SSARE Grants Amid the COVID-19 Situation

August 13, 2020

GRIFFIN, Georgia — Amid the COVID-19 situation, many institutions have reduced operations and halted non-essential research, and have asked faculty and staff to work remotely. These temporary changes may impact the ability to conduct research and Extension-related projects on Southern Sustainable Agriculture Research and Education (SSARE) grants.

The following information is intended to help address any concerns surrounding research and extension constraints. For questions related to reporting requirements, contact Candace Pollock-Moore at For questions related to grant financials, contact Jami Sealey at

1. The completion of your project is impacted by the COVID-19 situation. Contact SSARE during the last year of the project to request a 6-month or 12-month no-cost extension. The no-cost extension must be approved by SSARE. Visit to learn more about submitting a no-cost extension. Contact Jami Sealey at to verify if your project is eligible to receive a no-cost extension.

2. Your institution is under a shelter-in-place and during this time you are unable to perform research related to your grant project. If you feel that shelter-in-place orders would prevent you from completing your grant project within the original duration or budget, you may change the project scope or objectives, or modify or revise your project budget. These changes must be approved by SSARE. Visit to learn more about changing the project scope or modifying the project budget. You may also request a 6-month or 12-month no-cost extension. However, you must submit the request in the final year of your grant project.

3. PIs can continue to provide salaries and stipends per the award for those who cannot perform work related to the grant project while at home during institutional shelter-in-place orders. You may also adjust costs necessary to resume activities supported by the award. However, supplemental funding will not be available should the charging of such costs or other fees results in a shortage of funds. It is the responsibility of the PI to determine if there are enough award funds to carry out the project with the inclusion of those additional costs.

4. Events or activities pertaining to the outreach component of your grant have been delayed. You may request a 6-month or 12-month no-cost extension to conduct any outreach activities that are delayed related to the COVID-19 situation. Visit to learn more about submitting a no-cost extension.

5. SSARE will allow associated costs of outreach activities due to the rescheduling of cancelled events related to the COVID-19 situation. The balance of the award funds may not be increased by the amount of funds expended on cancelled events. You must provide justification with the submission of your invoices for reimbursement. Losses by persons or activities not directly funded under the award are not covered (examples include airline change fees or increases in airline ticket purchases).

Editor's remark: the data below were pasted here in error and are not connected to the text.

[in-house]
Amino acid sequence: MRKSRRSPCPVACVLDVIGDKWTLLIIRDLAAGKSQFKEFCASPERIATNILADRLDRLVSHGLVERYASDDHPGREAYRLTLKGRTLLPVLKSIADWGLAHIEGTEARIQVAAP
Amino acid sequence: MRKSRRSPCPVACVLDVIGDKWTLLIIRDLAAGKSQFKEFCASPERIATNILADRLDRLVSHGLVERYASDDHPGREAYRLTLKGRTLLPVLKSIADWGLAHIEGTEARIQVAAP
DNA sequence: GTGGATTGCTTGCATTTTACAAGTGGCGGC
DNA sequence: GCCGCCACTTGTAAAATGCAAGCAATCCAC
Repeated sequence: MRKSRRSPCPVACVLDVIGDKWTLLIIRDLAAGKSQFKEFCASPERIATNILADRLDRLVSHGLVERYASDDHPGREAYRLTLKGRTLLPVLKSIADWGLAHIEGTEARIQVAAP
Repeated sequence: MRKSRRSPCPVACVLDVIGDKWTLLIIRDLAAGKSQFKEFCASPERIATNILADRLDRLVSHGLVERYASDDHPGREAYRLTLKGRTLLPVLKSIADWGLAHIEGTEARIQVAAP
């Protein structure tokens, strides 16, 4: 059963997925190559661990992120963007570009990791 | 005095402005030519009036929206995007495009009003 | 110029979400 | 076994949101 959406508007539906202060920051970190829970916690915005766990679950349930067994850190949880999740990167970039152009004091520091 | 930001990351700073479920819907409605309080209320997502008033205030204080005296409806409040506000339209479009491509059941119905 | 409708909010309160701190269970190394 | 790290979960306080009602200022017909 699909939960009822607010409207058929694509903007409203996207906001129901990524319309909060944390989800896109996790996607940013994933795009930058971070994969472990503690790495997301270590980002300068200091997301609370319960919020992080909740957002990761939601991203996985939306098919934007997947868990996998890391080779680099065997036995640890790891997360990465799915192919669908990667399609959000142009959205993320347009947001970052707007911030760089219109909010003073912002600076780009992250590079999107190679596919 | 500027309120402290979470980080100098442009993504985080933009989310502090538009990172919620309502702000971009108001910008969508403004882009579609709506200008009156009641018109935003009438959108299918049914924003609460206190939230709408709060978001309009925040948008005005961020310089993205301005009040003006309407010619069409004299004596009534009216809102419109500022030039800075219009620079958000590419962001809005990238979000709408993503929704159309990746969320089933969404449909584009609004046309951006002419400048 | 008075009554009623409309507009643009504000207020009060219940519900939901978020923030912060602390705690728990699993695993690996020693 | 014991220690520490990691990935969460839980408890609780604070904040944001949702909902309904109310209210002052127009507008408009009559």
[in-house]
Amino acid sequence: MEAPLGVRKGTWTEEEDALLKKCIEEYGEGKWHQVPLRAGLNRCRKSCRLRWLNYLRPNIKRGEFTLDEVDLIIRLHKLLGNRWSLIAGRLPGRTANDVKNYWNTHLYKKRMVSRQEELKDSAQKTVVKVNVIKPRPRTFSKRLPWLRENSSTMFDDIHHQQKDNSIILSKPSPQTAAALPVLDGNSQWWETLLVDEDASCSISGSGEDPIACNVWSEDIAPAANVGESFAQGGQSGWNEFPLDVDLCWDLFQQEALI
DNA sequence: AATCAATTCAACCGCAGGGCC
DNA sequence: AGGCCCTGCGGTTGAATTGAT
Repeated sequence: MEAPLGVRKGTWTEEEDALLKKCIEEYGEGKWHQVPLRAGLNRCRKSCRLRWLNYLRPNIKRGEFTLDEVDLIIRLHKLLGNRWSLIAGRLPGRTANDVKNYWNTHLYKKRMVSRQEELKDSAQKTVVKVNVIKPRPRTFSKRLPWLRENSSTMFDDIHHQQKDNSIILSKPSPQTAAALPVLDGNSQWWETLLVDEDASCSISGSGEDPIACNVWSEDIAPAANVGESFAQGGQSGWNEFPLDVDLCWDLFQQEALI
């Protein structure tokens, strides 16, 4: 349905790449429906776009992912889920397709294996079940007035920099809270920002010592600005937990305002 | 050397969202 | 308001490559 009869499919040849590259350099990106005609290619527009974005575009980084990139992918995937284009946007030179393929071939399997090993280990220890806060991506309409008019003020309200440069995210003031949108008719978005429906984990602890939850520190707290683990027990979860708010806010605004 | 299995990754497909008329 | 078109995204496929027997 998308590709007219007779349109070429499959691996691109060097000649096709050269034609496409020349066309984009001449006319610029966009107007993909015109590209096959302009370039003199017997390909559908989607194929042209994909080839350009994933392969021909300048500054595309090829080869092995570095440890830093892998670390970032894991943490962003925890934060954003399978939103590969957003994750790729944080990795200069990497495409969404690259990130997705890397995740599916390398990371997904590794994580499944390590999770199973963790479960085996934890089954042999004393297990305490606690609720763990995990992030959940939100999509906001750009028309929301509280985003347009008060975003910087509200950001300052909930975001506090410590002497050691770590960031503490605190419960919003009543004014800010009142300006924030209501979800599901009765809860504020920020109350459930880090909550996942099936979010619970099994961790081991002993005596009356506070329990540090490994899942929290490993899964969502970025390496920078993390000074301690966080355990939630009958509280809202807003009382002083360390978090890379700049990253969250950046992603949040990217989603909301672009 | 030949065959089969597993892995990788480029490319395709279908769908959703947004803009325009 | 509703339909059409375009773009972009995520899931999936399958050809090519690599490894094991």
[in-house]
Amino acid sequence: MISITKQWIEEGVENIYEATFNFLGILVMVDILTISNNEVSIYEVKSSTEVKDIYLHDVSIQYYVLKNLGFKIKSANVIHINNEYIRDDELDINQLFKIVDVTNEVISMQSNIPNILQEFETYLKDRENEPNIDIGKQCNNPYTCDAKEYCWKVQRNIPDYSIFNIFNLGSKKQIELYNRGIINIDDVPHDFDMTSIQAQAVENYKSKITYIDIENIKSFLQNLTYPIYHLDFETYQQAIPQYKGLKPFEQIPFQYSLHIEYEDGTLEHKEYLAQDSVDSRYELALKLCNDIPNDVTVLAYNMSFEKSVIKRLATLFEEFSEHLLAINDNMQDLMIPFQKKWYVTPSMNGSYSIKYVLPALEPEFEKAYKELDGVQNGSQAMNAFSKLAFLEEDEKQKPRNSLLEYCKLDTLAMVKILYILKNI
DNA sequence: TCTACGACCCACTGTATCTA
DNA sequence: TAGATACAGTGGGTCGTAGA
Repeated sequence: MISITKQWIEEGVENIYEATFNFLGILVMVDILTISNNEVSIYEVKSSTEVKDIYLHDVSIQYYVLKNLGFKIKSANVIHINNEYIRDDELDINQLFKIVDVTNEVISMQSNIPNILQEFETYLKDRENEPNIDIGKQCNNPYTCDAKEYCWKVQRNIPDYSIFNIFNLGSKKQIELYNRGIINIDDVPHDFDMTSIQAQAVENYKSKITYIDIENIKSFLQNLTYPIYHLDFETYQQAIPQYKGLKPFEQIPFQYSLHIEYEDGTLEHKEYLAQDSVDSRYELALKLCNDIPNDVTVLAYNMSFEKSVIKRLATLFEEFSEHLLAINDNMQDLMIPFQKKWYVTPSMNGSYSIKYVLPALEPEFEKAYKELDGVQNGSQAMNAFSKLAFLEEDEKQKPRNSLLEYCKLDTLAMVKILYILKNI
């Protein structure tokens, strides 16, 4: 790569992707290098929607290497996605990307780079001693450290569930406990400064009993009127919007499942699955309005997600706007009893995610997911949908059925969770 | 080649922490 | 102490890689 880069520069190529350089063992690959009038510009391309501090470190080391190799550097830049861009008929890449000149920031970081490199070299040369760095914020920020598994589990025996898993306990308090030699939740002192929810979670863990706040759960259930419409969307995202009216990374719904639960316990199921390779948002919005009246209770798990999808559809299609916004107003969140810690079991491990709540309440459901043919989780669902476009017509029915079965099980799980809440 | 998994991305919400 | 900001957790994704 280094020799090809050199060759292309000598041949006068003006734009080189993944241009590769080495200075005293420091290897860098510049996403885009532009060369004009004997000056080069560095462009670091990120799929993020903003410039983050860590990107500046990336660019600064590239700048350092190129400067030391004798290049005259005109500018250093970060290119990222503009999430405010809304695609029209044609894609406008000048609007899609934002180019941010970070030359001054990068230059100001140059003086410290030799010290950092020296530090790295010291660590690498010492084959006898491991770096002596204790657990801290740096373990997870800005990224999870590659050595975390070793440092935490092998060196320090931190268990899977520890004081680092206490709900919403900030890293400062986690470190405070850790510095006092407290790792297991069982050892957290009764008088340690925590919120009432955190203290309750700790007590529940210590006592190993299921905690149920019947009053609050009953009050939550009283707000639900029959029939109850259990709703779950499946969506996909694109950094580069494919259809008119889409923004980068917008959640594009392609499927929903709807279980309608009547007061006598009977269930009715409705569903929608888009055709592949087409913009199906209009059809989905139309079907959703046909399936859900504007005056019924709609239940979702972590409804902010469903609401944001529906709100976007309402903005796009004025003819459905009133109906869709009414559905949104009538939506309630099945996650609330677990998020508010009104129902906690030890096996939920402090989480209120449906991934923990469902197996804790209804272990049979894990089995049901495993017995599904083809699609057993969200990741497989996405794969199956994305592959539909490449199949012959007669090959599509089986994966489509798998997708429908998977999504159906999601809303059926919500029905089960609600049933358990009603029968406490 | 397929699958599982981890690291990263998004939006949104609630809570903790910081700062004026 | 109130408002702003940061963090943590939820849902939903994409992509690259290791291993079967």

(Additional information can be found at NIFA Coronavirus (COVID-19) Resources for Partners.

In addition to the information outlined, SSARE has extended the deadlines for the submission of final reports from 45 days to 90 days beyond the close of the grant project. The submission of annual reports for FY2020 has also been waived. Any changes made to your grant project, including no-cost extensions, budget revisions or project scope and objectives require SSARE approval.

SSARE has postponed the release of the James Harrison Hill Young Scholar Enhancement Grants for this summer. These grants are specifically for researchers with current Research and Education Grant projects.

However, our other grant programs are continuing. We will continue to re-assess the situation provide updates as needed. In the meantime, feel free to contact SSARE for any questions regarding your grant project or any upcoming grant program.

Published by the Southern Region of the Sustainable Agriculture Research and Education (SARE) program. Funded by the USDA National Institute of Food and Agriculture (NIFA), Southern SARE operates under cooperative agreements with the University of Georgia, Fort Valley State University, and the Kerr Center for Sustainable Agriculture to offer competitive grants to advance sustainable agriculture in America’s Southern region. This material is based upon work that is supported by the National Institute of Food and Agriculture, U.S. Department of Agriculture, through Southern Sustainable Agriculture Research and Education. USDA is an equal opportunity employer and service provider. Any opinions, findings, conclusions, or recommendations expressed in this publication are those of the author(s) and do not necessarily reflect the view of the U.S. Department of Agriculture.